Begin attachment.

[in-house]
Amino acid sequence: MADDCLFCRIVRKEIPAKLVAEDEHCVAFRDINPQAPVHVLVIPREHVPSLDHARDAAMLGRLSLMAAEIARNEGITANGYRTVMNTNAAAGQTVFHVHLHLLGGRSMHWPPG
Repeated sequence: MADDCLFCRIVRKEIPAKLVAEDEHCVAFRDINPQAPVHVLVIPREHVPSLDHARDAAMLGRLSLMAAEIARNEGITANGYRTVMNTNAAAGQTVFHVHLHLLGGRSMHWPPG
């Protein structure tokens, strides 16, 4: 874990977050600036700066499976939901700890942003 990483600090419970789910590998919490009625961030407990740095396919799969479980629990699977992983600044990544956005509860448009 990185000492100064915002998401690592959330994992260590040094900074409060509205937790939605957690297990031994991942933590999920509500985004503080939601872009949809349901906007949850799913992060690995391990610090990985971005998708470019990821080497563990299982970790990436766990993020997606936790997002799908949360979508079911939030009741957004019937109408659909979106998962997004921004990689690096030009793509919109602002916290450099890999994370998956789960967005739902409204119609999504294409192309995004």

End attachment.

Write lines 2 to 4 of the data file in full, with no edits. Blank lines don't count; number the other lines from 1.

Amino acid sequence: MADDCLFCRIVRKEIPAKLVAEDEHCVAFRDINPQAPVHVLVIPREHVPSLDHARDAAMLGRLSLMAAEIARNEGITANGYRTVMNTNAAAGQTVFHVHLHLLGGRSMHWPPG
Repeated sequence: MADDCLFCRIVRKEIPAKLVAEDEHCVAFRDINPQAPVHVLVIPREHVPSLDHARDAAMLGRLSLMAAEIARNEGITANGYRTVMNTNAAAGQTVFHVHLHLLGGRSMHWPPG
């Protein structure tokens, strides 16, 4: 874990977050600036700066499976939901700890942003 990483600090419970789910590998919490009625961030407990740095396919799969479980629990699977992983600044990544956005509860448009 990185000492100064915002998401690592959330994992260590040094900074409060509205937790939605957690297990031994991942933590999920509500985004503080939601872009949809349901906007949850799913992060690995391990610090990985971005998708470019990821080497563990299982970790990436766990993020997606936790997002799908949360979508079911939030009741957004019937109408659909979106998962997004921004990689690096030009793509919109602002916290450099890999994370998956789960967005739902409204119609999504294409192309995004």